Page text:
Slide show: Best tools for email encryption
The products we reviewed show good signs that encryption has finally come of age.
best tools email encryption 1
Recipients of encrypted email once had to share the same system as the sender. Today, products have a “zero knowledge encryption” feature, which means you can send an encrypted message to someone who isn’t on your chosen encryption service. Today’s products make sending and receiving messages easier, with advances like an Outlook or browser plug-in that gives you nearly one-button encryption. And the products we reviewed have features like setting expiration dates, being able to revoke unread messages or prevent them from being forwarded. (Read the full review.)
AppRiver CipherPost Pro
Basically, you layer CipherPost Pro on top of your existing email infrastructure via a plug-in. It has mobile apps for iOS, Android, Windows phones and BlackBerry 10s that offer the ability to send and receive encrypted messages, but not attachments. To correspond with people outside your email domain, send a message with a Web link, which recipients click on and register with the system. The heart of the product is a special “Delivery Slip” sidebar that appears on the page as you are composing your message. This is where controls are located to enable message-tracking options, and to add an extra security layer. These are all nice features. If you have to send large attachments, then CipherPost should be on your short list.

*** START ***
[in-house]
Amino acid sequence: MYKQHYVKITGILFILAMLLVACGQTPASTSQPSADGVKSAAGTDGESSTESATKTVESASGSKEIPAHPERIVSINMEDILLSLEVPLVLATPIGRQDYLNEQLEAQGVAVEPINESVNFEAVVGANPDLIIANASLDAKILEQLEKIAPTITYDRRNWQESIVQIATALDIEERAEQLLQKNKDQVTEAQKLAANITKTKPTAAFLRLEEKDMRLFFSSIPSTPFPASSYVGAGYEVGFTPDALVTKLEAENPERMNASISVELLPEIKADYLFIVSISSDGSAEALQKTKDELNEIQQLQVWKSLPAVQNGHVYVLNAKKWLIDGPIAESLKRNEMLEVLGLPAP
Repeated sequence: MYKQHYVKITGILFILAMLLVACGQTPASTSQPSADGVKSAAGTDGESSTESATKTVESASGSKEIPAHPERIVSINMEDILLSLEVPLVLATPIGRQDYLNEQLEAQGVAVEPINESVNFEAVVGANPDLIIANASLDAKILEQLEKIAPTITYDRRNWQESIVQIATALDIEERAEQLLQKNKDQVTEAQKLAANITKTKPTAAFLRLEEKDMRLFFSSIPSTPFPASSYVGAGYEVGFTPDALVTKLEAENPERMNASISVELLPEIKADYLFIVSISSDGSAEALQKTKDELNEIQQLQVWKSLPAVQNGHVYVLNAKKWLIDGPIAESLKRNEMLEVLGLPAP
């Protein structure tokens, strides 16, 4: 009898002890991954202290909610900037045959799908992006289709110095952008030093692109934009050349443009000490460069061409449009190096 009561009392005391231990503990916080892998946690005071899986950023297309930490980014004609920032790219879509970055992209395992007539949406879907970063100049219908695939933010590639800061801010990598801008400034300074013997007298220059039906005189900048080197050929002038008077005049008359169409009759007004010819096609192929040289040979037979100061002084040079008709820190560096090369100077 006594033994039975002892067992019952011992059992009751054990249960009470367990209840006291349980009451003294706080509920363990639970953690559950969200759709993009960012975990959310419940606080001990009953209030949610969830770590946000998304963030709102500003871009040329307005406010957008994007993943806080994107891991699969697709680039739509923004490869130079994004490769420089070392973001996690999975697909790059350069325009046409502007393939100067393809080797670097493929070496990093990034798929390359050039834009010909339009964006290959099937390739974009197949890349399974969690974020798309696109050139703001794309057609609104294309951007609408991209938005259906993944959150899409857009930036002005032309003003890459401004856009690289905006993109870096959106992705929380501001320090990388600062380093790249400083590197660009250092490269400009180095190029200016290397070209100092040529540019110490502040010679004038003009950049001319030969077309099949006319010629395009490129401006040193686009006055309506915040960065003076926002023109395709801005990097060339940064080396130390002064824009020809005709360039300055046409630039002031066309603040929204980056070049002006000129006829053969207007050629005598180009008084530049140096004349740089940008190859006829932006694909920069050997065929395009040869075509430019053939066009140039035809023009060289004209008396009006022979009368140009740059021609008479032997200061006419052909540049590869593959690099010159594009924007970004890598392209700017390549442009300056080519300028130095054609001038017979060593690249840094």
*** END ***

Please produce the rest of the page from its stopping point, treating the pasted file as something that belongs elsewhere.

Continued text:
DataMotion has a very mature offering that makes use of a gateway to process mail. Getting it set up will require a couple of hours, and most of that is in understanding the many mail processing rules. Users need to append a [SECURE] tag in the subject line to trigger the encryption process. You can also set up rules that will encrypt messages containing sensitive information. DataMotion doesn’t have any limits on the size of the user’s inbox. However, it does place a limit of up to 500MB worth of messages that can be sent in a user’s Track Sent Folder. Features include the ability to see exactly when your recipient opened the message and the attachment.
Voltage was recently purchased by HP and rebranded. The technology is an email gateway, software that sits on either a Linux or Windows server or in the cloud and inserts the encryption process between mail client and server. There are numerous add-on modules that come as part of this ecosystem. You administer the gateway via a Web browser, and there are dozens of options to set, similar to the DataMotion product. Voltage has a zero download client, as it calls its software that can be used to exchange messages with someone not on their system. While parts of Voltage are showing their age, the overall experience is quite capable, and the add-ons for mobile and Outlook/Office are quite nifty.
Hushmail for Business